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Esther 1 Good News Translation (GNT)

Queen Vashti Defies King Xerxes

1-2 From his royal throne in Persia's capital city of Susa, King Xerxes ruled 127 provinces, all the way from India to Ethiopia.[a]

In the third year of his reign he gave a banquet for all his officials and administrators. The armies of Persia and Media were present, as well as the governors and noblemen of the provinces. For six whole months he made a show of the riches of the imperial court with all its splendor and majesty.

After that, the king gave a banquet for all the people in the capital city of Susa, rich and poor alike. It lasted a whole week and was held in the gardens of the royal palace. The courtyard there was decorated with blue and white cotton curtains, tied by cords of fine purple linen to silver rings on marble columns. Couches made of gold and silver had been placed in the courtyard, which was paved with white marble, red feldspar, shining mother-of-pearl, and blue turquoise. Drinks were served in gold cups, no two of them alike, and the king was generous with the royal wine. There were no limits on the drinks; the king had given orders to the palace servants that everyone could have as much as they wanted.[b]

Meanwhile, inside the royal palace Queen Vashti was giving a banquet for the women.

10 On the seventh day of his banquet the king was drinking and feeling happy, so he called in the seven eunuchs who were his personal servants, Mehuman, Biztha, Harbona, Bigtha, Abagtha, Zethar, and Carkas. 11 He ordered them to bring in Queen Vashti, wearing her royal crown. The queen was a beautiful woman, and the king wanted to show off her beauty to the officials and all his guests. 12 But when the servants told Queen Vashti of the king's command, she refused to come. This made the king furious.

13 Now it was the king's custom to ask for expert opinion on questions of law and order, so he called for his advisers, who would know what should be done. 14 Those he most often turned to for advice were Carshena, Shethar, Admatha, Tarshish, Meres, Marsena, and Memucan—seven officials of Persia and Media who held the highest offices in the kingdom. 15 He said to these men, “I, King Xerxes, sent my servants to Queen Vashti with a command, and she refused to obey it! What does the law say that we should do with her?”

16 Then Memucan declared to the king and his officials: “Queen Vashti has insulted not only the king but also his officials—in fact, every man in the empire! 17 Every woman in the empire will start looking down on her husband as soon as she hears what the queen has done. They'll say, ‘King Xerxes commanded Queen Vashti to come to him, and she refused.’ 18 When the wives of the royal officials of Persia and Media hear about the queen's behavior, they will be telling their husbands about it before the day is out. Wives everywhere will have no respect for their husbands, and husbands will be angry with their wives. 19 If it please Your Majesty, issue a royal proclamation that Vashti may never again appear before the king. Have it written into the laws of Persia and Media, so that it can never be changed. Then give her place as queen to some better woman. 20 When your proclamation is made known all over this huge empire, every woman will treat her husband with proper respect, whether he's rich or poor.”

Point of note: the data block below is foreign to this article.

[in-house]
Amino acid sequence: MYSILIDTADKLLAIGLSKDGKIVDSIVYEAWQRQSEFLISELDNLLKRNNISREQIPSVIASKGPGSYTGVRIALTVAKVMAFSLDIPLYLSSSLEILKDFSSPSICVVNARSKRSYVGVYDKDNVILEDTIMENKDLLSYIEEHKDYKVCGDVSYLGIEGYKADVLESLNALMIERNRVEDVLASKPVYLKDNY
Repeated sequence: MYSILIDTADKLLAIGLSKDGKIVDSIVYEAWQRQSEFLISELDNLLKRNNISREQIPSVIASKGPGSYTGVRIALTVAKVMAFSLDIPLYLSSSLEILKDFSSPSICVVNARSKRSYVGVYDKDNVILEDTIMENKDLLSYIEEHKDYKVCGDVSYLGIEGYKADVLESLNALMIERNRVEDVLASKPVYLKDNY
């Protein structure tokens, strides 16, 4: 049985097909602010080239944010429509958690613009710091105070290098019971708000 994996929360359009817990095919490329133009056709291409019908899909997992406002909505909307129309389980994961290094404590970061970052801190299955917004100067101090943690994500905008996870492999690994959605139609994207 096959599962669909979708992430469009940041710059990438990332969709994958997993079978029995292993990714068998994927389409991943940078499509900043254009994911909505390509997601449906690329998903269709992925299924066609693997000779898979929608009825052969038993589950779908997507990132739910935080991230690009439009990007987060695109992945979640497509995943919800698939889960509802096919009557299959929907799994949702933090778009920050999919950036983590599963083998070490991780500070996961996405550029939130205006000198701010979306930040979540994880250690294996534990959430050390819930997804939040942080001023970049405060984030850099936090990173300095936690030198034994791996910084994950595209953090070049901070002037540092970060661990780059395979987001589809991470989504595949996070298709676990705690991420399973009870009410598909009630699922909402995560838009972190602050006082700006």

21 The king and his officials liked this idea, and the king did what Memucan suggested. 22 To each of the royal provinces he sent a message in the language and the system of writing of that province, saying[c] that every husband should be the master of his home and speak with final authority.

Footnotes:

  1. Esther 1:1 Hebrew Cush: Cush is the ancient name of the extensive territory south of the First Cataract of the Nile River. This region was called Ethiopia in Graeco-Roman times, and included within its borders most of modern Sudan and some of present-day Ethiopia (Abyssinia).
  2. Esther 1:8 There were no limits … wanted; or But no one was forced to drink; the king had given orders to the palace servants that everyone could have as much or as little as they wanted.
  3. Esther 1:22 saying; or in order.
Good News Translation (GNT)

Copyright © 1992 by American Bible Society

Esther 1 New Revised Standard Version (NRSV)

King Ahasuerus Deposes Queen Vashti

This happened in the days of Ahasuerus, the same Ahasuerus who ruled over one hundred twenty-seven provinces from India to Ethiopia.[a] In those days when King Ahasuerus sat on his royal throne in the citadel of Susa, in the third year of his reign, he gave a banquet for all his officials and ministers. The army of Persia and Media and the nobles and governors of the provinces were present, while he displayed the great wealth of his kingdom and the splendor and pomp of his majesty for many days, one hundred eighty days in all.

When these days were completed, the king gave for all the people present in the citadel of Susa, both great and small, a banquet lasting for seven days, in the court of the garden of the king’s palace. There were white cotton curtains and blue hangings tied with cords of fine linen and purple to silver rings[b] and marble pillars. There were couches of gold and silver on a mosaic pavement of porphyry, marble, mother-of-pearl, and colored stones. Drinks were served in golden goblets, goblets of different kinds, and the royal wine was lavished according to the bounty of the king. Drinking was by flagons, without restraint; for the king had given orders to all the officials of his palace to do as each one desired. Furthermore, Queen Vashti gave a banquet for the women in the palace of King Ahasuerus.